Here’s my Sunday reflection on how BBQ is a metaphor for the spiritual life…Enjoy!
Today’s readings can be found here.
I very vividly remember my mother telling me not to touch the hot plate because I would burn my hand, but still I reached out and touched the hot plate. Sure enough, I burned my hand. I imagine most of us had such an experience growing up as children, we have to learn for ourselves, even if it means getting burnt. Of course, I too, just like many of you immediately pulled my hand back. It’s an instinct we’ve all learned.
That’s why when I read stories such as today’s 1st reading, or the martyrdom of St. Lawrence, I am so amazed. These individuals were willing to forego that instinct and endure great pains for the faith. Yet when we touch fire, we pull back. So while we are not at risk of being literally burned for our faith, perhaps we would do well to reflect upon what is it in our spiritual life or faith that is causing us to pull back? What about our spiritual journey or faith scares us so much that we instinctually pull away from it as if it were a hot plate? Are we willing to follow the example of Shadrach, Meshach, Abednego, St. Lawrence and so many others by not pulling away from our fears? Are we willing to endure some difficulty so that we might grow and even in doing so become a witness of the faith to others?
(P.S. – St. Lawrence is the inspiration for my BBQ team name, “Turn me Over Now”)
There are over 250 seminarians at the North American College. It’s a great blessing, yet with so many guys it can be hard to get to know everyone. Within the 250 there are many smaller groups created which form more of a family environment. One of those groups is formed by the people you live with, your corridor or hall. There are four residential floors in the building, each floor divided into three wings or halls. For all three years I have lived in the same room on the hallway known officially as, “3rd Hospital” and affectionately as, “3rd Carnivore.”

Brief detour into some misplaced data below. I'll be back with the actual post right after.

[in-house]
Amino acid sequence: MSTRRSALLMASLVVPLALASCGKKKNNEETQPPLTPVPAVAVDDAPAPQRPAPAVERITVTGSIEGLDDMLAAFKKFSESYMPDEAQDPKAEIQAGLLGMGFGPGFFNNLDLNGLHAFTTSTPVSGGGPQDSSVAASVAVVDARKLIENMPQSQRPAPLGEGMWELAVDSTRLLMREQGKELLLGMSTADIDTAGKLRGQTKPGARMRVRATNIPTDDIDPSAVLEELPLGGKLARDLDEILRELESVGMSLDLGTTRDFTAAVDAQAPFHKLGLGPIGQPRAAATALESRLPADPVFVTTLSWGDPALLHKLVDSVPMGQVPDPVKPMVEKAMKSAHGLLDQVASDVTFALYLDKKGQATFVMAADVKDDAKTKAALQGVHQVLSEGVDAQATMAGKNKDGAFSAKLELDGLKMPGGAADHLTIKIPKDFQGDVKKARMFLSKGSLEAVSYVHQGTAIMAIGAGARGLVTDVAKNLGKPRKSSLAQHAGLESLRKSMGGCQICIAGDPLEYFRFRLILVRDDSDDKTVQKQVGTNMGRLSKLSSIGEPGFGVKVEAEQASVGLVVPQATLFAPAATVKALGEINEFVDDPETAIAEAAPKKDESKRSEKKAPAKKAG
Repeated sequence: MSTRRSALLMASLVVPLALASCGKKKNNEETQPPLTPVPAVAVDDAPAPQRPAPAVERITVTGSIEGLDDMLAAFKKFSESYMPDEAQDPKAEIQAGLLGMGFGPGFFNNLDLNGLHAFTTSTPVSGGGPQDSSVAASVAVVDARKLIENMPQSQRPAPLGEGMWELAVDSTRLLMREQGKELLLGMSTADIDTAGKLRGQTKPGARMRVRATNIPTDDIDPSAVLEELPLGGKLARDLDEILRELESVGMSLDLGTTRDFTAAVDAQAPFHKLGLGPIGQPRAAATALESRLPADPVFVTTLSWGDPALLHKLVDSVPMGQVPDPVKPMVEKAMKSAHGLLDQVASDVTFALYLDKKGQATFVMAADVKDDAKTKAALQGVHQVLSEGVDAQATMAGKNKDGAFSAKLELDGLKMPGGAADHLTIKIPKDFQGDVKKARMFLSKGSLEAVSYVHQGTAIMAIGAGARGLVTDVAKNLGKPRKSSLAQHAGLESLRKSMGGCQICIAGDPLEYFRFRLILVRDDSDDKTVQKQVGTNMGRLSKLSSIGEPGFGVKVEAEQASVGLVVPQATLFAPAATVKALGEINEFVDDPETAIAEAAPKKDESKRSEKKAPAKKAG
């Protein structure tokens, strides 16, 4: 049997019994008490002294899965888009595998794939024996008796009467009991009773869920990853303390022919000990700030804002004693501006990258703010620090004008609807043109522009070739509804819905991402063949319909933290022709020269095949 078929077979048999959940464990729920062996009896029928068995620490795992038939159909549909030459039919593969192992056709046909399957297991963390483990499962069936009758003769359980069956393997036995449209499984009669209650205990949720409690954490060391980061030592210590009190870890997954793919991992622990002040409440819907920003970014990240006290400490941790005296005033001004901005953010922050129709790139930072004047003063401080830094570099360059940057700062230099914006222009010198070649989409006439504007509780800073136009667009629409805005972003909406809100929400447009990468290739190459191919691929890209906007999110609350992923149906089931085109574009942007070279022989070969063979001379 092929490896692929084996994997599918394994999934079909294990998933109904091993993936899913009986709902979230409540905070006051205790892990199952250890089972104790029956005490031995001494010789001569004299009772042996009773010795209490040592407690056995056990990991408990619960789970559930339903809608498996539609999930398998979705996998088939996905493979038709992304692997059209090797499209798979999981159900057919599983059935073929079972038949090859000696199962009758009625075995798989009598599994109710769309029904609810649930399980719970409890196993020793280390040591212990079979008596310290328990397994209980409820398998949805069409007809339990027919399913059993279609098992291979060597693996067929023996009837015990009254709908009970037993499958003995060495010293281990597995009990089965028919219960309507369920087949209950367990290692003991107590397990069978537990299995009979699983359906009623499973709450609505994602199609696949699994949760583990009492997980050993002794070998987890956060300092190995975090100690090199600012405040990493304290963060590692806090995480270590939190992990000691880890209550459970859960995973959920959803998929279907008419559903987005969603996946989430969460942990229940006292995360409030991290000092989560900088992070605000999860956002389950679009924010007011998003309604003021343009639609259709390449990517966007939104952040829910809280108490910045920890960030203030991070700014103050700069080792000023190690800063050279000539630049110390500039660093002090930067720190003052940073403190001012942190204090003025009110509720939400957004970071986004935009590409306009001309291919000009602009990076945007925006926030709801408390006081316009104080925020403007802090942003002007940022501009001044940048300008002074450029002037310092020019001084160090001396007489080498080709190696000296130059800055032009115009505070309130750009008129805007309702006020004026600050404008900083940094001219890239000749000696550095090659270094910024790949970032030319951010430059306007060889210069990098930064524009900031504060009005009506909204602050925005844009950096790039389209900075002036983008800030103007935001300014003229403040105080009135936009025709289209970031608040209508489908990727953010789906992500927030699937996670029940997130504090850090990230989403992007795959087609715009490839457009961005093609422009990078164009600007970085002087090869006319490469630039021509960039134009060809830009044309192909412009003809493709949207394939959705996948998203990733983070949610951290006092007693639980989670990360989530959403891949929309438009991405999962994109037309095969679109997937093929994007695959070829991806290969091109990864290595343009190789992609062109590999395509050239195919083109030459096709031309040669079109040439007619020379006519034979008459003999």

Once a semester each of the individual the halls get together to have dinner. Tonight was that night for the men of 3rd Carnivore. Naturally, in order to fulfill and maintain our hall’s namesake, I fired up the smoker and cooked some chicken. Other guys helped contribute with homemade breads and desserts.
Before we all leave our home of 3rd Carnivore to return to our homes in the United States, Canada and Australia, it was nice to gather as a group and finish the year with a good meal and good company.
*Unrelated Note* – While cooking, a gentleman from Oklahoma was touring the college and when he saw me with the smoker, he asked, “Are you that guy from Lino’s show?” Sometimes it’s just a small and funny world.
Last Tuesday I sat down for a half-hour interview with Lino Rulli of “The Catholic Guy” radio show on SiriusXM’s Catholic Channel 129. All week-long Rulli stayed at the NAC while interviewing seminarians about our lives. In the pre-interivew meeting he said he didn’t want to necessarily sit around and talk about theology and Church issues, but rather about us and our lives as seminarians and our lives before entering seminary to show that we are in many respects just regular guys trying to live out our vocation, which just might be the priesthood.